Roses Parker started with Cochrane in 2019 as a Network Support Fellow and is now a Commissioning Editor in the Evidence Production and Methods Directorate. Roses has previously held roles as a Staff Nurse, Data Analyst, and Research Assistant, all standing her in good stead for the role. Here, Roses explains how her new role will help commissioning and her hopes for the upcoming Cochrane Colloquium.
Roses, thanks for talking to us. Can you explain in more detail what your role as Commissioning Editor involves at Cochrane and why it’s important?
“As Cochrane’s new Commissioning Editor, it is my role to identify high-priority updates and new reviews and help completion go as smoothly as possible. It is important that we direct our resources towards projects which will matter to our stakeholders and my role exists to support that happening. The health landscape is constantly changing with new treatments, new systems of delivery, and new diagnostic approaches. Through collaboration with a wide range of experts from Cochrane’s community, we can work out which health questions require interrogation with systematic reviews. I also help to make sure that we have wide coverage in our content and that what we are producing matches global health evidence needs. I work with the Cochrane community to formulate the right research questions with the right methods. I also think about ways to ensure that the author team has sufficient clinical and methodological experience.”
Can you explain a little about how the process of commissioning contributes to supporting review development? Particularly addressing the most pressing queries from our users.
“Once those priorities are identified, I try to ensure that things move quickly! A key part of my role is the links I have with our Evidence Synthesis Development Editors (who you might know as the Dev team) and our Methods Support Unit (MSU). The Dev team help authors stick to the scope of the review, ensure the correct methods are used to answer the review questions, provide advice on interpreting results and summarising findings/GRADE evidence. They can then help bring it all together to write a discussion. This type of support means having an assigned contact person throughout all stages of the development of the review and checking in with them every month or so. MSU is available to help unpick complex methodological issues. They offer support to authors and editors by responding to questions about methodological and statistical issues and also offering pre-submission guidance, which can anticipate some of the issues that might come up during peer review. They run monthly web clinics which act as a forum for the discussion of important and novel methods issues, with past recordings available on the Cochrane Training website. A third workstream is the production of accessible resources for authors and editors, for example, the information about the Risk of Bias 2 tool on the Cochrane Methods website. Extra time spent working with these teams pre-submission can pay dividends down the line and makes things simpler for everyone, ensuring that the route to publication is as smooth as possible.”
How do you view the role of author-initiated proposals, thematic groups or CRGs priority setting within the framework of commissioning?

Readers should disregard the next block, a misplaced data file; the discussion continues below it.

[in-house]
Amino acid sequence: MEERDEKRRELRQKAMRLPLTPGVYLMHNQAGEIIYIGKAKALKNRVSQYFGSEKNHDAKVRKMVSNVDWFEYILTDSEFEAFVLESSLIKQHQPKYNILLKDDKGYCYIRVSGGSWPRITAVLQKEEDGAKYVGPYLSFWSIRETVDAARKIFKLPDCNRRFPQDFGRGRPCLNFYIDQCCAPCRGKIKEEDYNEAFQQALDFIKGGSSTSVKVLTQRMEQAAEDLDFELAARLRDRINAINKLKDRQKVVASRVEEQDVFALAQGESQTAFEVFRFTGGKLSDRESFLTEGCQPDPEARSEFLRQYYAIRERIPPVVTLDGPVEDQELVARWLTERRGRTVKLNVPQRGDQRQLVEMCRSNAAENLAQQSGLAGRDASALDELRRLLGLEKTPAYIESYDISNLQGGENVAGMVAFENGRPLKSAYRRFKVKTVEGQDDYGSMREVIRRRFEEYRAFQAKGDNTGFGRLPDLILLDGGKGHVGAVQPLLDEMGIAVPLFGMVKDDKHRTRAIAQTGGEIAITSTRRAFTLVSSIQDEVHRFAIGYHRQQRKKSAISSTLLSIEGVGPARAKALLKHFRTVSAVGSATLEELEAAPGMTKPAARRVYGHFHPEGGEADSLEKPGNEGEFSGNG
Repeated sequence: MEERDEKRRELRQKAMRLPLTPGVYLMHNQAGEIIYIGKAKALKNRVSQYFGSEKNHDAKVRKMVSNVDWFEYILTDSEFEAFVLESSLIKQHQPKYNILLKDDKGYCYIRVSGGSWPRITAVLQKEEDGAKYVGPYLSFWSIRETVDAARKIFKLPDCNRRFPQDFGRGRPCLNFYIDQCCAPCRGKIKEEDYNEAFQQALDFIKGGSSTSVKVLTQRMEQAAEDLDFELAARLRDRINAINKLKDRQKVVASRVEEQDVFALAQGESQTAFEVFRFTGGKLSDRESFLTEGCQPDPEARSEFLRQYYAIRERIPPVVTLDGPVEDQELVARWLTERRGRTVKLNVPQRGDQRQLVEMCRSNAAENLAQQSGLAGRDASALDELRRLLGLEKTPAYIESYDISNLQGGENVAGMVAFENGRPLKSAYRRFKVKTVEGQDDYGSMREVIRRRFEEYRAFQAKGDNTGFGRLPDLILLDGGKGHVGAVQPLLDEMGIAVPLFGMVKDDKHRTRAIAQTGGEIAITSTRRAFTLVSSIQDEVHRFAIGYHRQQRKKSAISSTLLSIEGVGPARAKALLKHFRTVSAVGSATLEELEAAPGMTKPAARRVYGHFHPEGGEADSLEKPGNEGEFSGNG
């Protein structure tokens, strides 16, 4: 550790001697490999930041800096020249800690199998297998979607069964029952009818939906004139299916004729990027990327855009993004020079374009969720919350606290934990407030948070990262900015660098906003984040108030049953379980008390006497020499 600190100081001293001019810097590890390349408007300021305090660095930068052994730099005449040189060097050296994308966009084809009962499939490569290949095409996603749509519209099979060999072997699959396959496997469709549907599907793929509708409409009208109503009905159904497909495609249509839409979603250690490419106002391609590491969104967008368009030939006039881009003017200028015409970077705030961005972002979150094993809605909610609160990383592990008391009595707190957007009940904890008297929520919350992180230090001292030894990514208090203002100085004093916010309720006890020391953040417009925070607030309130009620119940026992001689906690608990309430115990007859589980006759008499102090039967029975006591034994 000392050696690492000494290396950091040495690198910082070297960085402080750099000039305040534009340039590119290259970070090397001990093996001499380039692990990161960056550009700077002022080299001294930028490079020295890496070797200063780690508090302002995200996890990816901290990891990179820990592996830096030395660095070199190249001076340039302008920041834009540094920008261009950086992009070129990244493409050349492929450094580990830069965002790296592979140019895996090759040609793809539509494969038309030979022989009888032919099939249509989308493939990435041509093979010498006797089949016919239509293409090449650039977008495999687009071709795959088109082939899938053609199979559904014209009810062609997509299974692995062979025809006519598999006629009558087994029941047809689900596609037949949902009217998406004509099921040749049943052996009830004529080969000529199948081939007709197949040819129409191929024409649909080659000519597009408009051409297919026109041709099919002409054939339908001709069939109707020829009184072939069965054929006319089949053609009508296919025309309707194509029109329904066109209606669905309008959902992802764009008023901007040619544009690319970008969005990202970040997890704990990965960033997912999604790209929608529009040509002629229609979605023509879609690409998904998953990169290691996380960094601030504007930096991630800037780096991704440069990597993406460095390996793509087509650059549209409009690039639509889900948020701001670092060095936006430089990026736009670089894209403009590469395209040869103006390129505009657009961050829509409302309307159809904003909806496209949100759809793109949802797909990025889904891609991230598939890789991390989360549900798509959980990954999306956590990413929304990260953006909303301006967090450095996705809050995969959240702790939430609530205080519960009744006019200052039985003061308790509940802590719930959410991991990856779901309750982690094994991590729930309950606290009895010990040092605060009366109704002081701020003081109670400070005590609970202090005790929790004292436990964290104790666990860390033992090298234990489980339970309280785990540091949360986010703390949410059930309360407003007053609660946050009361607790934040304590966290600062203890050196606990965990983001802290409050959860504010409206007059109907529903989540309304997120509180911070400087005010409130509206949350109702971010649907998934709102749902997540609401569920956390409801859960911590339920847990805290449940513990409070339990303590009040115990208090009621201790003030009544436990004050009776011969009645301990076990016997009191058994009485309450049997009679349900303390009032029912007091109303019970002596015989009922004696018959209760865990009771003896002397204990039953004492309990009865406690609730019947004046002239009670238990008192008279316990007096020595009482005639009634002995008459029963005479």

“The short answer is that all of these have a vital role to play in commissioning! Decisions are never made in isolation. The clinical and academic insight offered by authors, Thematic Groups, and CRGs is invaluable. I see commissioning as working hand-in-hand with priority setting, facilitating both the process and the results. Where up-to-date priority-setting processes exist, I work through these carefully, using data and expert opinion, and input from author teams. In the future, I hope to work collaboratively with Thematic Groups and Review Groups to create robust, transparent, and workable priority-setting processes which delve into the most important health questions globally. I hope we can ensure that the quality of our end reviews is high wherever possible whilst keeping the process pragmatic and feasible. I’m excited to commission different types of reviews as well as intervention reviews. We also need to embrace the complex questions of why interventions might work, and in which circumstances. I’m looking forward to working with Thematic Groups and Review Groups in their priority-setting to help ensure these types of questions are considered.“
“In the future, I hope to work collaboratively with Thematic Groups and Review Groups to create robust, transparent and workable priority-setting processes”
How important is it in your role to build good relationships with the Cochrane Community and beyond?
“Building good relationships is what I love most about this role. I work with methods teams, information specialists, the Editorial Service, the comms team, Executive Leadership colleagues, Thematic Groups, Cochrane Review Groups, consumers, guideline developers, policymakers, clinicians, academics, and authors! These relationships are essential to my role. I really want the Cochrane Community to know who I am, what my role entails, and why and when to contact me. They need to know I am approachable and interested in their work. I am networking in the most literal sense of the word: I am building links with lots of different people and groups in the hope of collaborating and growing connections when opportunities come up. I have my ear to the ground because I need an awareness of what activity is going on all over Cochrane and beyond.”